Invisibility part two

Yesterday I posted the story of a transgender person and the sort of stories many of us non-trans people do not hear about employment concerns of transgender individuals.

In her homily about “how transgender lives are mostly invisible to the community around us,” Shannon shares the story of the indignities a transgender woman suffered at the hands of medical professionals.

Medical treatment can be a big problem for trans folk. I had just moved to a different area and needed to find a new primary care physician. I found a particular pattern to the interactions with a new doctor. First you would make an appointment with a new doctor. Then you would go to the first appointment. When you were taken back into the exam rooms, the nurse would get your vitals while chit chatting and then the doctor would come in sit down on a stool next to you while the nurse finished the blood pressure or some such.

At some point the doctor would always get to THE QUESTION. The question….when was your last period? At this point you have a choice: lie….or tell the truth. If you try to skirt the issue, they follow up with more questions. I just tell the truth. At that point, the doctor or nurse or both move to the opposite side of the room. They pull back away from you.

After that, the questions if there are any more, are curt and not friendly any more. Then comes the inevitable question about your sexual activity and if you would like them to perform an HIV test. What’s that you say? You’re doctor doesn’t always ask you if you want to be tested for AIDS?

Welcome to our world. Their goal from that point on seems to be just to get you out of their offices as quickly and with as little interaction as possible….well that is for the ones that will treat you. There are always those that tell you that they don’t approve of your “lifestyle,” that they cannot treat you, and they think it would be better if you find another doctor.

Of course, that is just the ones that will actually see you. Another incident was just after I had come home after having my surgery. I needed to find a gynecologist and I started calling around to find recommendations. One of my other doctors recommended the local university women’s medical center.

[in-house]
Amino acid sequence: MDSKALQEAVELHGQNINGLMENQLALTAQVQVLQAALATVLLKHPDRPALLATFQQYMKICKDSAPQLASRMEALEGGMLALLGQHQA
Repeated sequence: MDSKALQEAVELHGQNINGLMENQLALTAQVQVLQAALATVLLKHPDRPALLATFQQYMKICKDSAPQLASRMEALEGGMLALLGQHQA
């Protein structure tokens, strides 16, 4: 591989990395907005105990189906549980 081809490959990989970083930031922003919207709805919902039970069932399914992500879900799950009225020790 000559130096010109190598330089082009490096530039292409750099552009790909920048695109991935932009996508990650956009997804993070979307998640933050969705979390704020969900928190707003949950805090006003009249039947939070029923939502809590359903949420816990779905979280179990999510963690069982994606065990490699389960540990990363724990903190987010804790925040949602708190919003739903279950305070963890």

Upon calling them and explaining that I needed to see a gynecologist, I was asked a number of questions about why I needed to see a gynecologist. I answered that I was transsexual and needed post-surgical treatment related to healing of my wounds. I was told that I should go back to wherever it was that did the surgery where they treat people like me, at which point she hung up on me.

This post has 7 Comments

  1. Whittier on March 4, 2009 at 3:15 pm

    That’s why I call it the Hypocritical Oath.

  2. p2son on March 4, 2009 at 3:27 pm

    Whittier, indeed!

  3. Kelli Busey on March 5, 2009 at 9:27 am

    In my early years (70’s) of transition finding a qualified therapist or medical doctor who was not out to $calp transgender people was nearly impossible.
    I ended up moving 1,200 miles to find a community where I could begin transition. Even then there were piranhas lurking.
    Medical care, buyers beware!

  4. mary ann petersen on March 9, 2009 at 3:32 am

    To all trans people (oh and gay and lesbian and bi too!) check out It is the website for the gay and lesbian medical association. I attended this wonderful conference last October in Seattle.
    The website provides a list of providers who are glbt and sensitive to glbt patients. The conference had many meetings specifically on trans care.
    Trans people do not have to put up with this.

  5. p2son on March 9, 2009 at 12:24 pm

    mary ann peterson, thank you for sharing this resource!

  6. Cameron on March 10, 2009 at 3:15 am

    Thanks for that piece, Peterson,



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